Feb 29, 2016

Review: Mosquitoland by David Arnold

Author: David Arnold
Publisher: Viking Books for Young Readers
Publishing Date: March 3, 2015
Pages/Format: 352, Hardcover
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"I am a collection of oddities, a circus of neurons and electrons: my heart is the ringmaster, my soul is the trapeze artist, and the world is my audience. It sounds strange because it is, and it is, because I am strange." 

After the sudden collapse of her family, Mim Malone is dragged from her home in northern Ohio to the "wastelands" of Mississippi, where she lives in a medicated milieu with her dad and new stepmom. Before the dust has a chance to settle, she learns her mother is sick back in Cleveland. 

So she ditches her new life and hops aboard a northbound Greyhound bus to her real home and her real mother, meeting a quirky cast of fellow travelers along the way. But when her thousand-mile journey takes a few turns she could never see coming, Mim must confront her own demons, redefining her notions of love, loyalty, and what it means to be sane. 

Told in an unforgettable, kaleidoscopic voice, Mosquitoland is a modern American odyssey, as hilarious as it is heartbreaking.

Book in One Word: Trippy

Mosquitoland, despite its title and cover, wasn't really on my radar until others started raving about it. This was garnering some serious praise, and I'd seen a few quotes that had seriously piked my interest, like "For though I am not a villain, I am not immune to villainy." (Gosh, I love that.) (See also: the first paragraph of the synopsis.) It's one of those books that I finally picked up at the end of the year as I was on the search for my best book of the year--I thought it was that kind of book. And perhaps it could've been, but not for me.

This is the story of Mim Malone, a teenager who ditches her dad and stepmom in Mississippi to go find her mother in Ohio. From buses to trucks to various landscapes, Mim meets a cacophony of characters from the book's large cast, and her journey to find her mother--and discover what went wrong--turns out to be so much more. Mosquitoland deals with mental illness and family and friendship and love and focusing on the self, and how, like a mosquito, we might suck the lives out of each other--but that's not necessarily a bad thing, you know.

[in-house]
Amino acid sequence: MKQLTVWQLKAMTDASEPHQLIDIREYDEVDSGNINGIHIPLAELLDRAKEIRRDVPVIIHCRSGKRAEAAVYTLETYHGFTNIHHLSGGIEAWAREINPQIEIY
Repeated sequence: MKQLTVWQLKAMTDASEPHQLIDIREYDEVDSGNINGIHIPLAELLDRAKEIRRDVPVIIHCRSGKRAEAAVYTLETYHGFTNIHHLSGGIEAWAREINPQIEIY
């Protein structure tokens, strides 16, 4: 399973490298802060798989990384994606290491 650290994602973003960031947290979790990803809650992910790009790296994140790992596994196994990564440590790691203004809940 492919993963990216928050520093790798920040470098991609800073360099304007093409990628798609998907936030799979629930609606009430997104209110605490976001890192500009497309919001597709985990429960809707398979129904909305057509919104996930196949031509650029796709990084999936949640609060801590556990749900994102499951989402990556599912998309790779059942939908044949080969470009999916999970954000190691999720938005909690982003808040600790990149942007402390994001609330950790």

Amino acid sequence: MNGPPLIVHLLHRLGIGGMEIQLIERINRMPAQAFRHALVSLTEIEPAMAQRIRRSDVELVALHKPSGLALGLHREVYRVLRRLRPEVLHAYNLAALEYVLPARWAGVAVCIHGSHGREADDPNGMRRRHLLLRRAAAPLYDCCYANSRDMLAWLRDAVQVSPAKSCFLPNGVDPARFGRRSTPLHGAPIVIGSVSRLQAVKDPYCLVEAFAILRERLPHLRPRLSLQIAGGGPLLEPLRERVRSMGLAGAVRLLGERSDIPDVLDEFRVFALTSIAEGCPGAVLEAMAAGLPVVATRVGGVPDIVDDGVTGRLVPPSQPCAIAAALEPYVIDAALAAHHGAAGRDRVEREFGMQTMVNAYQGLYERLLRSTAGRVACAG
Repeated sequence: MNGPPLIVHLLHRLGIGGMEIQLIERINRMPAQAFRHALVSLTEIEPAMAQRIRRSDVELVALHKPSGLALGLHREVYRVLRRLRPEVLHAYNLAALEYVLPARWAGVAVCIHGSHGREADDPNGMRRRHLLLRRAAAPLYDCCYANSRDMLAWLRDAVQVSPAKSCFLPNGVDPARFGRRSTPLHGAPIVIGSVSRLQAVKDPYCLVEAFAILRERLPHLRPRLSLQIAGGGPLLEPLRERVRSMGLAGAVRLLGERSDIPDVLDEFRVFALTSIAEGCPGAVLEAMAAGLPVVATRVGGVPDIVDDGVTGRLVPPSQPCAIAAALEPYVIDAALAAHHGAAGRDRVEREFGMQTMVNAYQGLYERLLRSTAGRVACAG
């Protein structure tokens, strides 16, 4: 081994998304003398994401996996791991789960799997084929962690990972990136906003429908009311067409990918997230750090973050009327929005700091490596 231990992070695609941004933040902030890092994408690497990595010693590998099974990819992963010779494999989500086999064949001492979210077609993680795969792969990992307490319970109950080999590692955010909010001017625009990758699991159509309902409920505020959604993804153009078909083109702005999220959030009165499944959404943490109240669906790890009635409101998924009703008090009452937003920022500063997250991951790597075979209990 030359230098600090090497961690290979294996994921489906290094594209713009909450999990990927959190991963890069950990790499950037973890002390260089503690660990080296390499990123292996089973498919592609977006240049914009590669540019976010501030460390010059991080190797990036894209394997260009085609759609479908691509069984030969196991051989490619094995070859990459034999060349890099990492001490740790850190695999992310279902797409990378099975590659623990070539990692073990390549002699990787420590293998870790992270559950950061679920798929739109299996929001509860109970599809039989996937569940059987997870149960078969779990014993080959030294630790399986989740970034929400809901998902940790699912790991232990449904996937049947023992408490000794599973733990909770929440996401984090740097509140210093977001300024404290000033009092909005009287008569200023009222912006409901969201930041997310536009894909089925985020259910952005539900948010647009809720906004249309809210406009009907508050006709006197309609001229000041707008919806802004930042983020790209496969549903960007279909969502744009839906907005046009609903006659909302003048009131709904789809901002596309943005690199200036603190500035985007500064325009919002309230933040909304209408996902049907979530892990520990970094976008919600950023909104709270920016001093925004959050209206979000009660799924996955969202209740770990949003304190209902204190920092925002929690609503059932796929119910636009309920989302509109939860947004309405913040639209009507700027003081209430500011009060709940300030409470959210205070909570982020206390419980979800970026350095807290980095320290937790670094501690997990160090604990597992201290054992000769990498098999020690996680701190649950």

The thing about Mosquitoland is that I never really had any expectations for it, so I can't necessarily call it a disappointment. I mean, sure, I thought it would be good. But something just didn't click for me. The writing was good--sort of lyrical but that with somewhat gritty, there's-something-about-this-writing oomph about it--but something about it bothered me a little bit. Maybe because I was forcing myself to read it or, better yet, was hoping so much that I would love it that it couldn't help being a bit of a letdown? This could be a case of it's not you, it's me. (Sorry, book.) Even then, I don't quite understand all the hype.

Mosquitoland is a road trip-esque novel unlike any other. I couldn't even begin to tell you about all the characters--and I shouldn't, because I think that would give away an aspect of the story. But there are parts that seem just a little too unrealistic for me. And oh my gosh, Mim, STRANGER DANGER. Did no one ever teach her that? She's definitely a very strong, independent, somewhat stubborn person who can damn well hold her own and take care of herself--though it wouldn't hurt if she'd let people in from time to time, and not just strangers--but for crying out loud, kid. She had me worried a few times, because seriously, stranger danger times a million. And I know she thinks she is strange, but whatever--I loved it. Strange can be a good thing. ALSO. That ending. There's more, right?

At the end of it all, Mosquitoland is the kind of book I was seriously hoping I would fall in love with, and I'm sad to say I didn't. It's a contemporary that's definitely not fluffy (maybe more like a torn apart stuffed animal) and isn't too serious, and it leans toward that gritty side, and I love books like that. A compelling protagonist (who has war paint) and hodge podge of secondary characters, coupled with a brazen sort of prose and a story built on the mess that is life, this had the framework to be a rather fantastic novel (I keep wanting to say unapologetic?)...and I'm sorry I don't feel that way about it. It was good, but for me it was like getting a visit from a mosquito and having nothing to show for it. (Which sounds weird. But you get it, right?)

Did I like it? Yes.
Did I love it? No, unfortunately.
Would I reread it? Possibly.
Would I purchase it? I already do, and I gotta say, it does look rather nice on the shelf.
Who would I recommend it to? If you like contemporary novels that lean toward the gritty side, have several standout secondary characters, and are run by a strong protagonist, then this might be a book for you.

1 comment:

  1. It sounds like this is a case of over hype. You heard a lot of people love it, so you wanted to love it because they loved it. It totally sucks when it doesn't click with you though! I know how that feels. I'm glad you liked it however.


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